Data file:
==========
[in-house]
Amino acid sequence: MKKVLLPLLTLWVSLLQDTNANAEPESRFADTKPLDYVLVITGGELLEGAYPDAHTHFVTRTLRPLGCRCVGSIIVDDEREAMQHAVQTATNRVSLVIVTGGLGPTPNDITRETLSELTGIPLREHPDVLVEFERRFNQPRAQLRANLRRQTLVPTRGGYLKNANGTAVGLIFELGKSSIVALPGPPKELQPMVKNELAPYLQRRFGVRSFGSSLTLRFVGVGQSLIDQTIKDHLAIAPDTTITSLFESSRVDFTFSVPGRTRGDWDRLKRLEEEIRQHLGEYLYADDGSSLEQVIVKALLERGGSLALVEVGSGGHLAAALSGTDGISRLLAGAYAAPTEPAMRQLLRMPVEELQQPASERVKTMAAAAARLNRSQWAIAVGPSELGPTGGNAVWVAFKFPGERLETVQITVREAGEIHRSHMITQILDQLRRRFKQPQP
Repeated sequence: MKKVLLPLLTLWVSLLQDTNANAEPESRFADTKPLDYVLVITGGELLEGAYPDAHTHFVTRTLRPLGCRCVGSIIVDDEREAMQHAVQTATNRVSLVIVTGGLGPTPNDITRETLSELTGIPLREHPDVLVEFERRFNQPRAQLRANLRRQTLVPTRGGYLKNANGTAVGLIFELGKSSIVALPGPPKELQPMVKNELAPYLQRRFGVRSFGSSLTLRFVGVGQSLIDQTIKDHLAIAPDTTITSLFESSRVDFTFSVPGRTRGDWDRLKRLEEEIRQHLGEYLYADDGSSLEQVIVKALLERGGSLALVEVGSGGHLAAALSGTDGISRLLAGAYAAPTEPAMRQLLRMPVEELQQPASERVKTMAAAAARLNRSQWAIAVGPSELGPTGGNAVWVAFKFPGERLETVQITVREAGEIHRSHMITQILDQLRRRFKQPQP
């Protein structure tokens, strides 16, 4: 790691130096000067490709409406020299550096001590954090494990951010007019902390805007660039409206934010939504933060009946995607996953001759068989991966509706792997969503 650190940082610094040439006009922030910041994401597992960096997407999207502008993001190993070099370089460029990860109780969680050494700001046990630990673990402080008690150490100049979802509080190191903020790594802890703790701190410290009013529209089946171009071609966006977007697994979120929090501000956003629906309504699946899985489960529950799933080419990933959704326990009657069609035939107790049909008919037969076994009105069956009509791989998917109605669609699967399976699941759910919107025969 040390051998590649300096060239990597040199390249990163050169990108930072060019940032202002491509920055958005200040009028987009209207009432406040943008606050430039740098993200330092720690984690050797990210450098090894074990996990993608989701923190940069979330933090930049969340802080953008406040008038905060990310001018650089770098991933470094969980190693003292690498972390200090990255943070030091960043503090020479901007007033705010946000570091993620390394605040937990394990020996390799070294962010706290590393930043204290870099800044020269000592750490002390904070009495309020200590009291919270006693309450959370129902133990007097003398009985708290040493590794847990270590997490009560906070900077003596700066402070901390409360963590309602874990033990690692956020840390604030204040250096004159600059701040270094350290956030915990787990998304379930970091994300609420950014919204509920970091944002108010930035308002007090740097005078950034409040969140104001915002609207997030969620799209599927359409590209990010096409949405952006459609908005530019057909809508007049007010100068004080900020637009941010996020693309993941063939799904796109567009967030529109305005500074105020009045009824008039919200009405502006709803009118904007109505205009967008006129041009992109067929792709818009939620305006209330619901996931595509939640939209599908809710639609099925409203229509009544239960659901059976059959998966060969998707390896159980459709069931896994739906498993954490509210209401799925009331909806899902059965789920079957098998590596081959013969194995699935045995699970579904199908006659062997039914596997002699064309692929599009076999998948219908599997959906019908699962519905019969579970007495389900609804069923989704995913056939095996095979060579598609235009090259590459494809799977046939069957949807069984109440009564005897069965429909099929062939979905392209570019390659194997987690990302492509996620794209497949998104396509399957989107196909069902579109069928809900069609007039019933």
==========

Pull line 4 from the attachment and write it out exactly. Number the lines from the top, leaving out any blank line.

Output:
């Protein structure tokens, strides 16, 4: 790691130096000067490709409406020299550096001590954090494990951010007019902390805007660039409206934010939504933060009946995607996953001759068989991966509706792997969503 650190940082610094040439006009922030910041994401597992960096997407999207502008993001190993070099370089460029990860109780969680050494700001046990630990673990402080008690150490100049979802509080190191903020790594802890703790701190410290009013529209089946171009071609966006977007697994979120929090501000956003629906309504699946899985489960529950799933080419990933959704326990009657069609035939107790049909008919037969076994009105069956009509791989998917109605669609699967399976699941759910919107025969 040390051998590649300096060239990597040199390249990163050169990108930072060019940032202002491509920055958005200040009028987009209207009432406040943008606050430039740098993200330092720690984690050797990210450098090894074990996990993608989701923190940069979330933090930049969340802080953008406040008038905060990310001018650089770098991933470094969980190693003292690498972390200090990255943070030091960043503090020479901007007033705010946000570091993620390394605040937990394990020996390799070294962010706290590393930043204290870099800044020269000592750490002390904070009495309020200590009291919270006693309450959370129902133990007097003398009985708290040493590794847990270590997490009560906070900077003596700066402070901390409360963590309602874990033990690692956020840390604030204040250096004159600059701040270094350290956030915990787990998304379930970091994300609420950014919204509920970091944002108010930035308002007090740097005078950034409040969140104001915002609207997030969620799209599927359409590209990010096409949405952006459609908005530019057909809508007049007010100068004080900020637009941010996020693309993941063939799904796109567009967030529109305005500074105020009045009824008039919200009405502006709803009118904007109505205009967008006129041009992109067929792709818009939620305006209330619901996931595509939640939209599908809710639609099925409203229509009544239960659901059976059959998966060969998707390896159980459709069931896994739906498993954490509210209401799925009331909806899902059965789920079957098998590596081959013969194995699935045995699970579904199908006659062997039914596997002699064309692929599009076999998948219908599997959906019908699962519905019969579970007495389900609804069923989704995913056939095996095979060579598609235009090259590459494809799977046939069957949807069984109440009564005897069965429909099929062939979905392209570019390659194997987690990302492509996620794209497949998104396509399957989107196909069902579109069928809900069609007039019933």